SHE CAN DO IT!
I am so glad I didn’t push Suzanne down the stairs all those years ago.
I wanted to, I really did. And now, 35 years later, I am ashamed to admit that I actually wanted to.
She made me so mad. We shared a room and a closet upstairs, and I loathed the fact that she wanted to be like me. She wanted to wear my clothes. She would only buy clothes that I already had. I was about 15; she would have been 11. She made me crazy then.
Not so much anymore.
Now, we can share some of our clothes again, and I love it.
And I love her.
I love Gail too. So much that I realize I am doing the same thing Suzanne did to me all those years ago, but Gail doesn’t seem to mind. She actually seems quite flattered.
I’m talking about a mutual obsession, something I started liking and collecting just because she did. Something Gail has collected for years, and now, for about nine years, I have been collecting the same thing, all because Gail started it.
Rosie The Riveter. The iconic symbol of women who went to work in factories and shipyards during World War II out of necessity. They rolled up their sleeves, left their work and children at home, and did what they had to do, because they had to.
And they did it.
Rosie is not one single woman; not an actual person. She symbolizes all the women who became the mainstay of the factory and shipyard workforce when the men went to war.
Gail, being the perpetual working woman (see September 3rd, Labor of Love, Love of Labor if you don’t recall her work ethic), was right on her wavelength. Gail always had work to do, and she always rolled up her sleeves and simply got it done—just like Rosie.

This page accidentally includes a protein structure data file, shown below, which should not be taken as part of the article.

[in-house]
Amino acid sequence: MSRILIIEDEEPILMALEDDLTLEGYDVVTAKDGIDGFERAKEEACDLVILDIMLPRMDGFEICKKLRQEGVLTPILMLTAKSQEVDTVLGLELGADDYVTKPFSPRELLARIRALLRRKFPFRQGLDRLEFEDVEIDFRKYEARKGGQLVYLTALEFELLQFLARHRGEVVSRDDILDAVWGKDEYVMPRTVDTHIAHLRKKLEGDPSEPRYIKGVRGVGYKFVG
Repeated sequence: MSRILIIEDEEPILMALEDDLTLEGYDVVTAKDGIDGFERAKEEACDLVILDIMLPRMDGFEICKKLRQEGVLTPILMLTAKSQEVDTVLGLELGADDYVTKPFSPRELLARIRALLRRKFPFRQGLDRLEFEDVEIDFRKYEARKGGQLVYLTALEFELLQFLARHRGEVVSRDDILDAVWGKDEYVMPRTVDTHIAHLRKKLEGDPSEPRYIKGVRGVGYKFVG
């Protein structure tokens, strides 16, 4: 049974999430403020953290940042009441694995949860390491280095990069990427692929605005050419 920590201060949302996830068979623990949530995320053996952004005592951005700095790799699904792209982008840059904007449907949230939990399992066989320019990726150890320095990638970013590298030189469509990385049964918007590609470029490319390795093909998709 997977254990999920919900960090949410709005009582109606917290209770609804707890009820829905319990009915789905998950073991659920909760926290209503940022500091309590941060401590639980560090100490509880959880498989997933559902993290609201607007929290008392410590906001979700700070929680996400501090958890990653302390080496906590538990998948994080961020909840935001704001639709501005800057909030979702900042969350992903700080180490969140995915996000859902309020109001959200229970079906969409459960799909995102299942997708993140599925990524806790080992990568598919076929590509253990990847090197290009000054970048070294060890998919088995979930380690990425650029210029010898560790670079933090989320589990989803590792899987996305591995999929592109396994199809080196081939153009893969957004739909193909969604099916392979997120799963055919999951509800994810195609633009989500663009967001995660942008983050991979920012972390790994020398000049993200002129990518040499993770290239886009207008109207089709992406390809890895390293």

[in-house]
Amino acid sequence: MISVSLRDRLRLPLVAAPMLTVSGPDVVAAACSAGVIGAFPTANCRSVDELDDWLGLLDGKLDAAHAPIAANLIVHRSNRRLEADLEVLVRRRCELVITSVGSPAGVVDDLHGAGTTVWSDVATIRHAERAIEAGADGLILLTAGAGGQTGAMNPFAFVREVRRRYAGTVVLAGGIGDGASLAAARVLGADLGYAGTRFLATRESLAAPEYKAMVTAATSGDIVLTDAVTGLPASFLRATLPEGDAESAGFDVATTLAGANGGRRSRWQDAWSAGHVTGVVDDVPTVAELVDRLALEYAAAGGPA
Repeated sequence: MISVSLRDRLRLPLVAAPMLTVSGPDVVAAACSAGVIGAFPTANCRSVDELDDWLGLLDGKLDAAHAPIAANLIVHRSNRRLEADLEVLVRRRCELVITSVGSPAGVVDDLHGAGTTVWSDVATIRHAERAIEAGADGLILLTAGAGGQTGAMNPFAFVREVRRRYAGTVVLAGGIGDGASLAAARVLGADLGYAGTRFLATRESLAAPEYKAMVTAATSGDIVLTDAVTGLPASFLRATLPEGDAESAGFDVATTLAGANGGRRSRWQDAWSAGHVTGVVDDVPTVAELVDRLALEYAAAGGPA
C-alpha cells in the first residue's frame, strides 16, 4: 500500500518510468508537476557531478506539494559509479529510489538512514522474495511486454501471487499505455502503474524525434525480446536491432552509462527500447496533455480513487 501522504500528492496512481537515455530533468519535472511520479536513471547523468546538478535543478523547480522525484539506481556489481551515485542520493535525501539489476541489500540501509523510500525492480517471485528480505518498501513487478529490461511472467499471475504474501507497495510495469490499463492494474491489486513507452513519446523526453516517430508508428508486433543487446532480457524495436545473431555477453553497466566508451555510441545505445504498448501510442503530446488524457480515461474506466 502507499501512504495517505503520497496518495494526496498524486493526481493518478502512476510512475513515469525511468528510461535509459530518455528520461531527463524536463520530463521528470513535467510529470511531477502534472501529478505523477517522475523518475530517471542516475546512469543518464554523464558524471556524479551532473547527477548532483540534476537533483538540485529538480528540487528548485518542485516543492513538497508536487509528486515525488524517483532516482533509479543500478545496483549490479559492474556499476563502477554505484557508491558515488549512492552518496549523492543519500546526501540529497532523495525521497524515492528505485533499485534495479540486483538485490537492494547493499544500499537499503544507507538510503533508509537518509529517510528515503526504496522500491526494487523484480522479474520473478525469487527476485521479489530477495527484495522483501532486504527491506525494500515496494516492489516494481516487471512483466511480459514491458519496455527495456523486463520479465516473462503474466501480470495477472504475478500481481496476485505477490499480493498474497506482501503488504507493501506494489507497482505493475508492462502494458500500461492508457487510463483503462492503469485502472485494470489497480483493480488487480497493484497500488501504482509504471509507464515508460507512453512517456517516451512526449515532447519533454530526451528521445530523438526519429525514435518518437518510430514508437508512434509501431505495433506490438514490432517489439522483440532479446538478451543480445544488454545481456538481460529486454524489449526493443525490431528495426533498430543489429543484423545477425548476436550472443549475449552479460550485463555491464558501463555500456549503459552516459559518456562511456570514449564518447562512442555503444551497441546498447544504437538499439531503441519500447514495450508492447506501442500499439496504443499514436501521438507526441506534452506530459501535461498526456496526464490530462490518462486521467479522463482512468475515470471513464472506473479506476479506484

I recall only one small metal picture of Rosie on her wall in her last home more than 20 years ago, but I sensed Rosie’s importance to Gail. In the last five years or so, her collection has multiplied. Cups, keychains, socks, shirts, and all manner of memorabilia.
About a year after Mom and Dad died, I was at the Eisenhower Museum in Abilene with my boys—recall my Someplace Special post—ending the visit in the gift shop.
Because Dwight Eisenhower was a rock-star Army General and the Supreme Allied Commander who led the Allied Forces to victory in World War II, there was much WWII memorabilia for sale in the gift shop. Among the gifts were Rosie T-shirts; including a bin of long-sleeved shirts on clearance. I decided it was time to get Gail a Rosie T-shirt to add to her collection. She had been so strong for all of us throughout the darkest time in our lives, and she needed a special thank-you.
She loved it.
I got myself one too, and I loved it.
I started thinking about how, yes indeed, Gail was our rock-star fearless matriarch now, our Supreme Allied Commander, and did lead us bravely through the darkness to victory, but there were so many other women, so many important soldiers in my army of friends who were strong for me in those dark days.